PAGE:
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152nd Virtual Poetry Circle

Welcome to the 152nd Virtual Poetry Circle!

Remember, this is just for fun and is not meant to be stressful.

Keep in mind what Molly Peacock’s books suggested. Look at a line, a stanza, sentences, and images; describe what you like or don’t like; and offer an opinion. If you missed my review of her book, check it out here.

Also, sign up for the 2012 Fearless Poetry Reading Challenge because its simple; you only need to read 1 book of poetry. Please visit the stops on the 2012 National Poetry Month Blog Tour.

Today’s poem is from Elizabeth P. Glixman:

Laughing With My Father

My father’s body is dust. Yet darkness never comes.

Light sifts through memory. It is  bright.

I think of when he was here, vespers fly through my mind,

Not like praise but like a Halloween witch’s scream  
Scaring me to forget. Her crooked nose

Leads down the net path of dreams.  
I catch the light find how it weaves

Through the glass prism of wonderland.

No matter how I resist a different shape

My father is on my sleeping pillow

In my supermarket dreams. I pay

for lettuce at the cash register. He speaks. 
The world spins without vacation. He tells

Me to not forget the way his hair smelled  
Was full and dark, the way his Oldsmobile

hauled  newspapers, old mail, cancelled checks,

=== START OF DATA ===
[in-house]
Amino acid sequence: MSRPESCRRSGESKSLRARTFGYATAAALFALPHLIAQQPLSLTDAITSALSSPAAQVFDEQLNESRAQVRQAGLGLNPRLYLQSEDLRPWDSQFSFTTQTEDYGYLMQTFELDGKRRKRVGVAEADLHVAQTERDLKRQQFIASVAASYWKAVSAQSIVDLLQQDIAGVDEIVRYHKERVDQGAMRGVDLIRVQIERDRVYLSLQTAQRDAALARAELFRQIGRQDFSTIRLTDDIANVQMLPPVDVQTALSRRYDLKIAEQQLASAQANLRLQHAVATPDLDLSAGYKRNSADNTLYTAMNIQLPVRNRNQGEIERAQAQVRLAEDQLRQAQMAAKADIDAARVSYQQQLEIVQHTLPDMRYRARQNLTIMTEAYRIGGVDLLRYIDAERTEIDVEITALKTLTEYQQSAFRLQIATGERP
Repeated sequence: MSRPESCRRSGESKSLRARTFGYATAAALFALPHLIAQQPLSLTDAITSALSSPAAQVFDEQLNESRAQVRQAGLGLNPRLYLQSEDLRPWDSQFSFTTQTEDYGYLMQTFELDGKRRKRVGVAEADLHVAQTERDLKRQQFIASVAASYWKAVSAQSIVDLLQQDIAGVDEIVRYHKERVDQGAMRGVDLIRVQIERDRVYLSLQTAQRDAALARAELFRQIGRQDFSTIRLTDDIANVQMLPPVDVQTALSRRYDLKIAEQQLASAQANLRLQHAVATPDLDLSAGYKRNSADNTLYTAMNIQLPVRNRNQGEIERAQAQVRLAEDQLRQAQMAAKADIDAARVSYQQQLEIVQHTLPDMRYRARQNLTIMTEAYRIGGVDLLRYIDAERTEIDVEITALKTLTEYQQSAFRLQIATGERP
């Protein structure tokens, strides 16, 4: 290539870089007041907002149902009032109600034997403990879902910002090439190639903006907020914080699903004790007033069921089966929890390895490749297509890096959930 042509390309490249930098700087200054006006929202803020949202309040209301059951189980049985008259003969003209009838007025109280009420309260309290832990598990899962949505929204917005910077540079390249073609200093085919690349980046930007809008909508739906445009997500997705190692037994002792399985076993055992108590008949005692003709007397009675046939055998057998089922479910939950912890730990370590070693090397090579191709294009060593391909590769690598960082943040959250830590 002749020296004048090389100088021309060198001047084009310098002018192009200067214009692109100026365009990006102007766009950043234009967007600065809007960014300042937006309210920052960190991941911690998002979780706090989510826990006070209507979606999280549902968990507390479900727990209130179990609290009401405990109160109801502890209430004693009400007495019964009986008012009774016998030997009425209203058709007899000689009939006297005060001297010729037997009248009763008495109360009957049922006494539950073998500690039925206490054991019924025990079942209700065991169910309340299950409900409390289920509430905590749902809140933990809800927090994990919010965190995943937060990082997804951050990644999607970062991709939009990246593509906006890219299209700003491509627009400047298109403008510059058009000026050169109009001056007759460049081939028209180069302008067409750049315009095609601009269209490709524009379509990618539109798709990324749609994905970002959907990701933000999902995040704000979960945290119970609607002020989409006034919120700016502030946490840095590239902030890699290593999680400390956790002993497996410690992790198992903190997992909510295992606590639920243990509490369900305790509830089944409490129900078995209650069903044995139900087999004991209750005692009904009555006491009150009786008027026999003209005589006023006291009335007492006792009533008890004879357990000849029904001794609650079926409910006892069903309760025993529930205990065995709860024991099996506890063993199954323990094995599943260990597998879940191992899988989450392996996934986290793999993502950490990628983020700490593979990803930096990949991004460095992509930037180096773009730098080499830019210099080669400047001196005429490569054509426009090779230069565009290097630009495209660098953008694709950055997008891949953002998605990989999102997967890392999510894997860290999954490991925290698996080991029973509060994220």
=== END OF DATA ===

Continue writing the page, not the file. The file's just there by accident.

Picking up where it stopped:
nose plugging sneakers and  Hershey Candy wrappers,

The way his stories were pliable as stale gum,

Only he would laugh at the boredom of this joke.

He tells me to not forget the way he hit the golf ball

No matter if it moved or not or flew

over the lake greens and disappeared. It didn’t matter,

Since he would always exist. Never be plucked.

The day is done. The darkness is full of a light that does not fade.

This dark is a gradation on the color chart of breathing

In a world that never can stop.

I watch late night TV in the blank hours

The shroud of gray filters out howling. I  rest 

in the dizziness of recall. The wind blows concisely outside

It writes the end chapter in our novel.

The crab apple trees in bloom.

On my pillow or in the supermarket isle he watches 
He sings yes, we have no bananas, a favorite song  
And tells me the darkness will not come, to go to bed  
Drink my milk, Don’t stay up late,

Be a good girl. Never sleep with boys.

Marry well.

What do you think?

  • I second Jill’s comment. I really started feeling sad when the poet started listing all the things her father doesn’t want her to forget about him.

  • Beth Hoffman

    This is such a gentle yet powerful poem. I was fully invested upon reading the first line. I purely loved it.

    • She has a chapbook that is called The Wonder of It All. I reviewed it a couple of weeks ago.

  • Sad for me, having lost my father, so I guess it’s effective! Especially love the last couple of lines.